First of all, read the whole thing — some parts might shock you. These issues won’t be problematic to users aware of which developers are the good guys — there are quite a few out there — but the average consumer will have no clue which ones to trust. Apple really needs to crack down hard on the bad actors, cleaning out their own store of the garbage that has accumulated over the years.
Peter Bright, for Ars Technica:
[…] the new Mac mini is a compromised box that’s engineered to be quite small. If you’re wedded to macOS, then it does the job well enough. It’s not bad as such, and it’s certainly a solid upgrade over the 2014 system. But there’s nothing this device particularly excels at, and there’s no real scenario where it leaps out at me as being the ideal, obvious choice. It’s the Mac you buy when you know you need to buy a Mac… and you’ve already ruled out all the other systems Apple has on offer.
After Apple’s appalling history in keeping the Mac Mini relevant and updated, people are applauding the new model. It does get a lot of things right, but imagine if the Mac Mini managed to fit just the following hardware inside its case:
- the newer Core i9-9900K 8-core 16-thread (95 W) or the Core i7-9700K 8-core 8-thread (95 W) CPU
- a single PCIe slot
Even if Apple decided not to offer user-accessible M.2 NVMe flash storage instead of its proprietary standard (and easily user-accessible RAM), people would go crazy for this machine. I can easily see this Mac instantly becoming one of the bestselling models ever. I know I’d get one.
I recently learned that I can add a Logitech Harmony Hub, Logitech Harmony Companion or Logitech Harmony Elite to HomeKit, with the help of Homebridge. This meant that I would be able to control my TV, AV receiver, and Apple TV with my voice my HomePod and/or Siri.
Continue reading →
Jon Porter, for The Verge:
Apple has resumed production of the iPhone X due to weaker than expected demand for its latest XS and XS Max models, according to a report by The Wall Street Journal. The move is allegedly due to an agreement made with Samsung to purchase a certain quantity of OLED screens. With this year’s OLED-equipped models failing to sell in the quantities needed to fulfill the terms of the deal, the report suggests that Apple is turning to last year’s model for a solution. Apple ceased selling the iPhone X in stores when the XS was first released.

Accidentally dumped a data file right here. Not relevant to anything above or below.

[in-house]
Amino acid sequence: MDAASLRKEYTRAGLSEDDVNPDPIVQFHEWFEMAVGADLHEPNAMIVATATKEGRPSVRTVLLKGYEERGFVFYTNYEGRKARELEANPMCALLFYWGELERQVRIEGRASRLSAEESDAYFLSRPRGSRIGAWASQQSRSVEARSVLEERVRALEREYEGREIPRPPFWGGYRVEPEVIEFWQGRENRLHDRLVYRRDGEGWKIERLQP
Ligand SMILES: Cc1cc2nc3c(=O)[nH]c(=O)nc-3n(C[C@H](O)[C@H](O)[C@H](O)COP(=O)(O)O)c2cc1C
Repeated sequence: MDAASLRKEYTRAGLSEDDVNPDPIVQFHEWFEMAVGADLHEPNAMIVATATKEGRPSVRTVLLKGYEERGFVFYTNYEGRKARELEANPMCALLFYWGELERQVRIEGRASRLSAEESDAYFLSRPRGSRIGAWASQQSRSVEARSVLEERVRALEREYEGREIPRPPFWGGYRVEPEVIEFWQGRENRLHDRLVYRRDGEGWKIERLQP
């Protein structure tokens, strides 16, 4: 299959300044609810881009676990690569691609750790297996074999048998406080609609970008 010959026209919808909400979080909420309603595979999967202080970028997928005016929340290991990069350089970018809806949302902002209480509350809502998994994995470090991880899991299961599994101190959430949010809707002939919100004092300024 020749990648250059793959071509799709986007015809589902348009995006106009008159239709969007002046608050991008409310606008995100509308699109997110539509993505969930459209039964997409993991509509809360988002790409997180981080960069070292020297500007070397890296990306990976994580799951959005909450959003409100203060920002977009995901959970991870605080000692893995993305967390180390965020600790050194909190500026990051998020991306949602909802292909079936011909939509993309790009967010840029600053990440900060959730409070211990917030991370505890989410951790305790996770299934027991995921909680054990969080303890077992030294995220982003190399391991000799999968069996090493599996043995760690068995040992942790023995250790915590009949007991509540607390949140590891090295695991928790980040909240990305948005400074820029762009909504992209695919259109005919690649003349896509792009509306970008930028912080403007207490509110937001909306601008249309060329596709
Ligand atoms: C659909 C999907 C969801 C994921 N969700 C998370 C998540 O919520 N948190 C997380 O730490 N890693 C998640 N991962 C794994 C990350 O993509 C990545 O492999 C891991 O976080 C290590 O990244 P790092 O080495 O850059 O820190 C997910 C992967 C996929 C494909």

If this turns out to be true, I’d be very surprised. Perhaps less so, if these phones only ended up in carriers’ hands, but this would be without precedent.
Spoiler: He succeeds.
App used: LumaFusion, which I did not know about and which looks very impressive.
John Gruber, on Daring Fireball:
But, I will object to one thing: the iPad feels like a young platform, yes, but it’s not young. It’s over 8 years old. Steve Jobs was still around to introduce it. When the Mac was 8 years old in 1992, System 7 had been launched and it was a very advanced platform, suitable for work of any kind. The new iPad Pro hardware might be the best consumer computer hardware ever made — the only rivals are the iPhone XS and XR. But software-wise, the iPad platform is nowhere near as far along after 8 years as the Mac was a generation ago. The iPhone is. But the iPad is not, and I don’t see how anyone can deny that.
Apple slowed down evolving iPadOS features in the beginning and then tried to speed them up as the hardware started to get better at a rapid pace, but the software team just can’t keep up. It’s still missing utterly basic functionality and I’m really hoping iOS 13 is a big one for the iPad. June is so far away though…
Michael Potuck, for 9to5Mac:
While Portrait mode depth editing arrived with the iPhone XS, XR and the 2018 iPad Pro, the feature isn’t available on iPhone X, 8 Plus, and 7 Plus. Today, Google is rolling out support for the feature with Google Photos for iOS.
It’s been argued that the iPhone X isn’t fast enough to support the editing of bokeh. I called it out after the keynote. Now Google is joining in, assisting users of “old” iPhones and bringing them functionality that Apple should have provided on day one.